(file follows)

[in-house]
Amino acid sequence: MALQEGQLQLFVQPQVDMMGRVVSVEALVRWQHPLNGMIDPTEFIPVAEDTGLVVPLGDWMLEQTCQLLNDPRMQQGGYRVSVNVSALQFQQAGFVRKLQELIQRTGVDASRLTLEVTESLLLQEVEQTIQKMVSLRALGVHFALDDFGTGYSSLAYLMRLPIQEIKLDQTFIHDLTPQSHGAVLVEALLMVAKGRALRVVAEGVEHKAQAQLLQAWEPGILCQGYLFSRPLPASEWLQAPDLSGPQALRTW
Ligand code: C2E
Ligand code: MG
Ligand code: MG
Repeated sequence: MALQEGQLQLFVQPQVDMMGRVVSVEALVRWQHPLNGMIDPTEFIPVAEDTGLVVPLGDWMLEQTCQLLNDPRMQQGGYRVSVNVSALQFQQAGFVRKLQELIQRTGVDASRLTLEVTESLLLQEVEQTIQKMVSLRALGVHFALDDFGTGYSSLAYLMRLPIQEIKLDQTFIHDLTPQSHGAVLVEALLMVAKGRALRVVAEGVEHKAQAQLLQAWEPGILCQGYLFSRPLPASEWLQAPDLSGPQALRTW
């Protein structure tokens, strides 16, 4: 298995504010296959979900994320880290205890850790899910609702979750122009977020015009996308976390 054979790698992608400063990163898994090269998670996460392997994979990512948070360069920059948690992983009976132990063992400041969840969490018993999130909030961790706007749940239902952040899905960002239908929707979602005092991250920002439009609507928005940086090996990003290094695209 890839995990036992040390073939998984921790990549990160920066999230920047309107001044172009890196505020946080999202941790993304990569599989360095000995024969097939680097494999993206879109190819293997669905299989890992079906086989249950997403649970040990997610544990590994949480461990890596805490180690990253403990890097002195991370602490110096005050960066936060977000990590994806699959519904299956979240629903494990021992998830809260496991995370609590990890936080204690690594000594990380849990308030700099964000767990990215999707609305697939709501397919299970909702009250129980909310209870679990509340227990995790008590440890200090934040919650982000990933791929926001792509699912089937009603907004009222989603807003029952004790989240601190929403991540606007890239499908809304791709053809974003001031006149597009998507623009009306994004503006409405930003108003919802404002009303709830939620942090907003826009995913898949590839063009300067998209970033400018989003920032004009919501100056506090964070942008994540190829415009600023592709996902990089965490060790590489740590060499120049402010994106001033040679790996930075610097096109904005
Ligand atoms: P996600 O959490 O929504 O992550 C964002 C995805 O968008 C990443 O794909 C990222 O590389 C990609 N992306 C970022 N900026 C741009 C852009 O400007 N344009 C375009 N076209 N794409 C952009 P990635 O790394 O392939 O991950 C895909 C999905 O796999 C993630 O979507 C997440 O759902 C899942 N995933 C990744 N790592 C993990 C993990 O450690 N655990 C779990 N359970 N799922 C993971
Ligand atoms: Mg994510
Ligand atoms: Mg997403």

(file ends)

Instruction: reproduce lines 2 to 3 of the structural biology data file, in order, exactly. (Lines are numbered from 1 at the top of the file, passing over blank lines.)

Amino acid sequence: MALQEGQLQLFVQPQVDMMGRVVSVEALVRWQHPLNGMIDPTEFIPVAEDTGLVVPLGDWMLEQTCQLLNDPRMQQGGYRVSVNVSALQFQQAGFVRKLQELIQRTGVDASRLTLEVTESLLLQEVEQTIQKMVSLRALGVHFALDDFGTGYSSLAYLMRLPIQEIKLDQTFIHDLTPQSHGAVLVEALLMVAKGRALRVVAEGVEHKAQAQLLQAWEPGILCQGYLFSRPLPASEWLQAPDLSGPQALRTW
Ligand code: C2E